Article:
FIG. 9 is a cross-sectional view of the constraining feature 452 shown in FIG. 7. In some instances, the constraining feature 452 may be formed as a crimp 410 in the cannula 202. In some instances, the crimp 410 may be formed to be orthogonal to the crimp 350 so that the constraining feature 452 constrains the motion of the optical fiber 214 through a single plane while the fiber pivots at the crimp 350. The orthogonal relationship between crimp 410 and crimp 350 is shown in FIGS. 8 and 9, as these two cross-sections represent the orientation of these features relative to each other along the cannula 202.

A constriction 413 formed by the crimp 410 through which the optical fiber 214 and, in some instances, stiffening tube 224 may be sized to constrain the motion of the optical fiber 214 and the stiffening tube 224 in lateral directions such as those indicated by arrows 414, 416. While constraining movement of the optical fiber 214 in lateral directions 414, 416, the configuration of the constriction 413 may also allow motion in a cross-lateral, or orthogonal, direction indicated by arrows 418, 420. Accordingly spurious motions outside the desired envelope of motion may be reduced, minimized, and/or eliminated. In some implementations, the constraining feature 452 may be situated at a location distal of the pivot feature 222, as shown in FIG. 7.

FIGS. 10 and 11 respectively show the pivot feature 222 and the constraining feature 452 that cooperate to constrain the motion of the optical fiber 214 a particular range of motion, such as constraining motion to a plane. As described above, the pivot feature 222 in FIG. 10 is the insert 360 insertable in the cannula 202, as shown in FIG. 5. As can be seen, the optical fiber 214, with or without the stiffening tube 224, passes through the opening at the pivot feature 222 in a manner that allows the peaks 362 of the insert 360 to act as fulcrums.

In this embodiment, the constraining feature 452 is also an insert 460 that may be disposed in the cannula 202 at a location distal of the pivot feature 222 and may provide a constriction orthogonal to the constriction of the pivot feature 222. The size of opening in the constraining feature 452 may be sufficiently sized to constrain the motion of the optical fiber 214 and the stiffening tube 224 in a lateral direction, while allowing motion in a cross-lateral, or orthogonal, direction. Here, the opening of the constraining feature 462 is oriented orthogonal to the opening of the insert 360 forming the pivot feature 222. The constraining feature 462 serves to constrain the motion of the optical fiber 214 within a plane defined by the narrow opening 462 formed by the constraining feature 360. The size of the opening 462 in the constraining feature 360 may be selected to be long enough to sufficiently constrain the motion of the optical fiber 214 in unwanted directions. In some embodiments, both the pivot feature 222 and the constraining feature 452 are formed of the same insert. That is, in some implementations, two identical inserts may be used for both insert 360 and insert 460, one being rotated 90° relative to the other. In still other implementations, the pivot feature 222 and the constraining feature 452 may be formed in a single insert disposed within the cannula 202.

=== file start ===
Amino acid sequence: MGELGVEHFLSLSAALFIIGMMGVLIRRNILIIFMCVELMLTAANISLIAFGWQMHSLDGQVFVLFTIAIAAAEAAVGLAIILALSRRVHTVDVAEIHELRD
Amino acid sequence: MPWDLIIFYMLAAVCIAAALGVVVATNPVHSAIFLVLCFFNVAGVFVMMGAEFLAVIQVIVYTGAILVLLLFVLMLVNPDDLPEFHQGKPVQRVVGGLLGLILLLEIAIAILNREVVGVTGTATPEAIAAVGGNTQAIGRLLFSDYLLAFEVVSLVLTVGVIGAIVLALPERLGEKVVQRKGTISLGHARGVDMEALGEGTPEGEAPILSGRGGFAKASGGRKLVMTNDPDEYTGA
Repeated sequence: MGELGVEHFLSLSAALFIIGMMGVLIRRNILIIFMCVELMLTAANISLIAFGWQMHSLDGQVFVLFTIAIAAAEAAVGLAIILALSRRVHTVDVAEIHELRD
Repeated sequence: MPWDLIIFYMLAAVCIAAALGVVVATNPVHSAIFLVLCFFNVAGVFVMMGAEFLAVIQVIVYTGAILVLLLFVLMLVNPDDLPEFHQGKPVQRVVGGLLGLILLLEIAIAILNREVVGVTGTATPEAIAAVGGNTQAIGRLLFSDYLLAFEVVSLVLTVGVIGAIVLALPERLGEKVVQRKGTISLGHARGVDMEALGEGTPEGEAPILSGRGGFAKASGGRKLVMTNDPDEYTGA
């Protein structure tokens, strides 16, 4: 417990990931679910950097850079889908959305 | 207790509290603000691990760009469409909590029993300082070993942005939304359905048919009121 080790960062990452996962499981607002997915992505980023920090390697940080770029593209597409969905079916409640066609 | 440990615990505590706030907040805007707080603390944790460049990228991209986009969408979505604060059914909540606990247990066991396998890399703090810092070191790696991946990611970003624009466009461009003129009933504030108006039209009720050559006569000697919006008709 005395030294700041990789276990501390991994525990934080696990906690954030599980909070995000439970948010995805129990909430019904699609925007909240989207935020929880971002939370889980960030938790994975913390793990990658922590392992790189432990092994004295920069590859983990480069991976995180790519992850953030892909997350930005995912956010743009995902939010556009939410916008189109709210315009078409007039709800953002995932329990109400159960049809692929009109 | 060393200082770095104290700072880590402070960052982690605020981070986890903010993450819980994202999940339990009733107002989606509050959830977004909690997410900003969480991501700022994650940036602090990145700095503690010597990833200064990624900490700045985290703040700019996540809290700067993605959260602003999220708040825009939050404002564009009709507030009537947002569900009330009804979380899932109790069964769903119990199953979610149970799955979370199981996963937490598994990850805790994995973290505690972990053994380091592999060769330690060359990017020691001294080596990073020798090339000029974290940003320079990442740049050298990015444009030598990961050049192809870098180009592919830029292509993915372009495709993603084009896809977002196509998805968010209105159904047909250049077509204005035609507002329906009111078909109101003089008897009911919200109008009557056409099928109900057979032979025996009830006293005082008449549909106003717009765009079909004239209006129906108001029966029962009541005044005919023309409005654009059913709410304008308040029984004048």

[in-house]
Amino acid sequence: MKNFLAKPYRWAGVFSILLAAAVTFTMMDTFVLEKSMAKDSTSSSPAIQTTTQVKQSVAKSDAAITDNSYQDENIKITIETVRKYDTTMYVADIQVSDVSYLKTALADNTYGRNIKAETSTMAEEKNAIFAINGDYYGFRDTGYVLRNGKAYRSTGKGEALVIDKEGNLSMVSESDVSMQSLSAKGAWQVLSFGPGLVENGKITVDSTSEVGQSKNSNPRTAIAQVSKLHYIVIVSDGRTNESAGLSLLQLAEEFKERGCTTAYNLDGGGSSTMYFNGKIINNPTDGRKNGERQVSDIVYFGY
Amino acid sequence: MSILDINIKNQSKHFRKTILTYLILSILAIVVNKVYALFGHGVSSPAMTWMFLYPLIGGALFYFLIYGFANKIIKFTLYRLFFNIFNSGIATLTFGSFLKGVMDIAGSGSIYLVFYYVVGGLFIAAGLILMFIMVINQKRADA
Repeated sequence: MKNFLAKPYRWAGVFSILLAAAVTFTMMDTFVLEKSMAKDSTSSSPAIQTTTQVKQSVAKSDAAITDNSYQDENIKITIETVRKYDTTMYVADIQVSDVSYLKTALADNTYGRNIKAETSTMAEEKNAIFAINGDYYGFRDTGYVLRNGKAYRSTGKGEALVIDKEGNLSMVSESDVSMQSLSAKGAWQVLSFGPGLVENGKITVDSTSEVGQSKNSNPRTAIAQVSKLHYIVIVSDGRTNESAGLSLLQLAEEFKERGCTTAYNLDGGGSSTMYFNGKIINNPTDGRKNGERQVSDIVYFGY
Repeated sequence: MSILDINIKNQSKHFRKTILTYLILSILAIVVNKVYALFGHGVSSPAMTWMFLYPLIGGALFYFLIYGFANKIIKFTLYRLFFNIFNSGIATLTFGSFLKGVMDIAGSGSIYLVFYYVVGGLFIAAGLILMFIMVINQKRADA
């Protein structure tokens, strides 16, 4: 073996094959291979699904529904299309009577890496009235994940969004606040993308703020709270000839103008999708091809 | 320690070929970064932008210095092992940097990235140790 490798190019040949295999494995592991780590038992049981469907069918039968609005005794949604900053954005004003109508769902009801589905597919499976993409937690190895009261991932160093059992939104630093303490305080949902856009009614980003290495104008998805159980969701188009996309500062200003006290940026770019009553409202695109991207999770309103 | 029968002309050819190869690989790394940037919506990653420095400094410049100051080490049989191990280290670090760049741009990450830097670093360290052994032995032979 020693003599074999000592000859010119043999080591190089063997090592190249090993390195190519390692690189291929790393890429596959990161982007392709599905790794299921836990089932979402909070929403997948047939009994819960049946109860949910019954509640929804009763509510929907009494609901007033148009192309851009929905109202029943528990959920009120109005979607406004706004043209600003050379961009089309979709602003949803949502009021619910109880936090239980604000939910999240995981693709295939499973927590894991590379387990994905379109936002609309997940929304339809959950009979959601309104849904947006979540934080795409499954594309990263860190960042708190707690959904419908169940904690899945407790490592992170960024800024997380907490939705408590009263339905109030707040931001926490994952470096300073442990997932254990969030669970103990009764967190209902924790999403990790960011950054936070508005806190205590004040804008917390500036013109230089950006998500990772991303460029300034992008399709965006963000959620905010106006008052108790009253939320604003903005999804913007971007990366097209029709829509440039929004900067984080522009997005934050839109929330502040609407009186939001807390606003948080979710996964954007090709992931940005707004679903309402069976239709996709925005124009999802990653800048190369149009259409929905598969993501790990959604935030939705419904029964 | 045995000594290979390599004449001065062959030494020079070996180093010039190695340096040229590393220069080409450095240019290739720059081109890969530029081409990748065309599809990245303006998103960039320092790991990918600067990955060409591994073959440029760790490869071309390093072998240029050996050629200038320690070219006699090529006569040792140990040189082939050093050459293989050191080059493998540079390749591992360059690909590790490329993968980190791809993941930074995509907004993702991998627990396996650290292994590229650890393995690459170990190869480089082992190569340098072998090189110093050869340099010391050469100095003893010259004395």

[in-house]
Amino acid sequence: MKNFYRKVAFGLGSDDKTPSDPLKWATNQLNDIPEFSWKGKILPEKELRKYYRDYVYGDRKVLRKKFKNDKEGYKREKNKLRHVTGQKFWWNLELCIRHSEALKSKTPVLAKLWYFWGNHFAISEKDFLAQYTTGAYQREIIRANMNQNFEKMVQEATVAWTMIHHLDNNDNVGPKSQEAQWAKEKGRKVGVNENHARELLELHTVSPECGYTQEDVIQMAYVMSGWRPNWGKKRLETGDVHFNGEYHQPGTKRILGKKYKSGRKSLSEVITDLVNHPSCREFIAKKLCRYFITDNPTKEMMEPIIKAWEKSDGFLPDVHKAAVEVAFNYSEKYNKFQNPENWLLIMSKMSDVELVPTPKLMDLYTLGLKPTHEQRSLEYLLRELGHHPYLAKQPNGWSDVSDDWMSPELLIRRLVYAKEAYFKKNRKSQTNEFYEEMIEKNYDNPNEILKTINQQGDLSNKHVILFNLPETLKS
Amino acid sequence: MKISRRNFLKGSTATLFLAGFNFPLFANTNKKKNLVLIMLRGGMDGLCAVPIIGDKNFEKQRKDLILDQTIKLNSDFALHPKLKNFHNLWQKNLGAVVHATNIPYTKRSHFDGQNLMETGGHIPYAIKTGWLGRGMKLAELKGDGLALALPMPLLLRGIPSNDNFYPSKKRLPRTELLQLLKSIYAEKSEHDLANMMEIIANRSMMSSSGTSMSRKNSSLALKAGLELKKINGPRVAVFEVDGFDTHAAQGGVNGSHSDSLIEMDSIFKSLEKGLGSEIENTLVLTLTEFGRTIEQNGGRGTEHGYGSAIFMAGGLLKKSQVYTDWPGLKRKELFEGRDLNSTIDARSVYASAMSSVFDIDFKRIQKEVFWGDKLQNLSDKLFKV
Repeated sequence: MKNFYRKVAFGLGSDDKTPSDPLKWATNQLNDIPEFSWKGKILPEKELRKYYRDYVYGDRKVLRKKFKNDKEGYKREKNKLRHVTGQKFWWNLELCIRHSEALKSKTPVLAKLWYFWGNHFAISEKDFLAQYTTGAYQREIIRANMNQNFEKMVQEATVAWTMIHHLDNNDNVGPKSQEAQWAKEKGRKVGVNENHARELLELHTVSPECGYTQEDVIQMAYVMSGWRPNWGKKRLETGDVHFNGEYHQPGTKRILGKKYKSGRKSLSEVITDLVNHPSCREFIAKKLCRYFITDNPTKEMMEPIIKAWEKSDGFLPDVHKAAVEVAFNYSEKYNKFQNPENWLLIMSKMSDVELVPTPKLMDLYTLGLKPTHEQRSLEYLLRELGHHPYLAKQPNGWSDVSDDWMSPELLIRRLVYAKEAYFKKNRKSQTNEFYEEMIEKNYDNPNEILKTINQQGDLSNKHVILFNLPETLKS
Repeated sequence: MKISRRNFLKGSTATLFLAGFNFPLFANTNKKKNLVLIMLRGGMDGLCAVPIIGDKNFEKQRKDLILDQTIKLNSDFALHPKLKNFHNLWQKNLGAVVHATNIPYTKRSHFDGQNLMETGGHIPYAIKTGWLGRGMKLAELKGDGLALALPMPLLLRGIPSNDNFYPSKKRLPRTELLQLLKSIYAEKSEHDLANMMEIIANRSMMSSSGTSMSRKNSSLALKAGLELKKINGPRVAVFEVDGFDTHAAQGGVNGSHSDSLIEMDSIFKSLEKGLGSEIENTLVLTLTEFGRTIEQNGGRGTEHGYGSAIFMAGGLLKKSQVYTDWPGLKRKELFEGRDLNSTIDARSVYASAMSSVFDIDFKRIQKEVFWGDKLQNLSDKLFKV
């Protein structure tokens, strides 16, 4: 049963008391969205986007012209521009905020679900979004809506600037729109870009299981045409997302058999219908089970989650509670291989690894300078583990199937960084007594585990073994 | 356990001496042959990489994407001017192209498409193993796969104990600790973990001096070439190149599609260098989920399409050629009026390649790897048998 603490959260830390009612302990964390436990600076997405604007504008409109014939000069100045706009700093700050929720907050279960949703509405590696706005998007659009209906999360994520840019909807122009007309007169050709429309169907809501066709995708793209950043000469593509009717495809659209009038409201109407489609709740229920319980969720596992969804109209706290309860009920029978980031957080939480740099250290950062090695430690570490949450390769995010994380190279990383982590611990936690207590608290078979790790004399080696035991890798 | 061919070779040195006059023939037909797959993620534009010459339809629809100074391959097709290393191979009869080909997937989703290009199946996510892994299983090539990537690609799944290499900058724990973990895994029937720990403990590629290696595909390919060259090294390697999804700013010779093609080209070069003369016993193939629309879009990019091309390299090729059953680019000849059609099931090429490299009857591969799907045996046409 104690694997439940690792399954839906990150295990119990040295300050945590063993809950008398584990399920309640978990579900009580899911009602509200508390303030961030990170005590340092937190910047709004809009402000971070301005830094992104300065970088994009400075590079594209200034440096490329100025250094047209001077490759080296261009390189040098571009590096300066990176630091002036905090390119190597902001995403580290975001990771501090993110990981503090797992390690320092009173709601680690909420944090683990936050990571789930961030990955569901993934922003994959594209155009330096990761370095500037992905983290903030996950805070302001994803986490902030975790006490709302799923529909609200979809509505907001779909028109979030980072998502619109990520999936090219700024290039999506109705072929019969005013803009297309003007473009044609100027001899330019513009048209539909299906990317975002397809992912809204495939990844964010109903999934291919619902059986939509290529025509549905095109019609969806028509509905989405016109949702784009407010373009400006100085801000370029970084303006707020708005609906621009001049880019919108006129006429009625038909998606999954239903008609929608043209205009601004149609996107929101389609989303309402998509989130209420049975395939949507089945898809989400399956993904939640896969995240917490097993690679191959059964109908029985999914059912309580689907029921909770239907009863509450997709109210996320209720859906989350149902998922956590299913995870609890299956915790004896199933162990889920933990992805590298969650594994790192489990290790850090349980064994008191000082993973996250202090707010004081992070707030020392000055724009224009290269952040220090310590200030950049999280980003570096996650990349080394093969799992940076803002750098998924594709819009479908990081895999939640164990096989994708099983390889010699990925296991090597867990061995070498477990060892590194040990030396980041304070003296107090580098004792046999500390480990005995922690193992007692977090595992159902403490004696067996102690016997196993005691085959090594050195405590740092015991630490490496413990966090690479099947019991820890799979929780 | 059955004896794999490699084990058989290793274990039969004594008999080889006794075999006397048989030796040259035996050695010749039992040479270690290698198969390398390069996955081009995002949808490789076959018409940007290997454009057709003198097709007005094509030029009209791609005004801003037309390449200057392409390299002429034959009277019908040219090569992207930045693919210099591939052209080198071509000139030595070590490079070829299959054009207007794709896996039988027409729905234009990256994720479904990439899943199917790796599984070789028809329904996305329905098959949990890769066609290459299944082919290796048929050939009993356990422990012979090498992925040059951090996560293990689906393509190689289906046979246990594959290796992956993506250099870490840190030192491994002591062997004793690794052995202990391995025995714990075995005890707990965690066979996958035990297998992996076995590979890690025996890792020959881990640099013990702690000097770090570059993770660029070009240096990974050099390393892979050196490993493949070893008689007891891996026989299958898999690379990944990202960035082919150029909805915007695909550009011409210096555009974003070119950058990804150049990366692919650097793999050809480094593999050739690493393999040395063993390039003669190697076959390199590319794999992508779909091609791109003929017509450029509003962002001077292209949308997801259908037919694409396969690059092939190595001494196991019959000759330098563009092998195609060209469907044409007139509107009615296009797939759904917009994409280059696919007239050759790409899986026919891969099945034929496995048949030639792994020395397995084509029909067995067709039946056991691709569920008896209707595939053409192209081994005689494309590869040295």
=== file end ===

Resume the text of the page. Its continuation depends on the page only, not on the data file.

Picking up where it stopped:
While the examples above are shown as having the lens 210 fixed in place relative to the cannula 202, other embodiments have the lens 210 in a fixed spatial relationship with the distal end 218 of the optical fiber 214 (e.g., the optical fiber 214 and lens 210 are coupled together). This optical arrangement forms the basis of an A-scan OCT in which the information is gathered at the single focal point. If the optical fiber 214 and lens 210 are then physically moved, a scan can be produced. Yet other embodiments are contemplated.

In operation, a user controls the OCT probe 106 at the console 102 and then orients the OCT probe 106 at a location adjacent tissue to be evaluated. With the OCT probe 106 at its desired location, the OCT probe 106 is activated to begin a scanning procedure. To do this, the actuation system 206 operates to physically displace the optical fiber 214 relative to the cannula 202 (and in some embodiments the lens) in a back and forth motion. The driver 220 operates to displace the optical fiber 214 in a direction substantially orthogonal to the axial direction of the optical fiber 214, causing the optical fiber 214 to pivot about the pivot feature 222, which may be formed of local constrictions in the manner described herein. The OCT probe 400 may be operated in a similar manner.

The OCT probe 106 is arranged so that a physical displacement by the driver 220 of a first amount results in a physical displacement of the distal end 218 of the optical fiber 214 by a second amount greater than the first amount. Accordingly, the OCT probe 106 is arranged to provide a positive mechanical advantage.

Embodiments having both a pivot feature and a constraining feature may be arranged so that the fiber displacement occurs substantially within a plane defined by the constraining features. In some embodiments, the constraining feature is oriented orthogonally to the pivot feature.

In some aspects, by creating a fulcrum by means of several possible embodiments described, and taking advantage of the multiplication of stroke from an actuator, present disclosure solves a problem of the limitation of availability of inexpensive actuators with sufficient stroke to provide adequate actuation.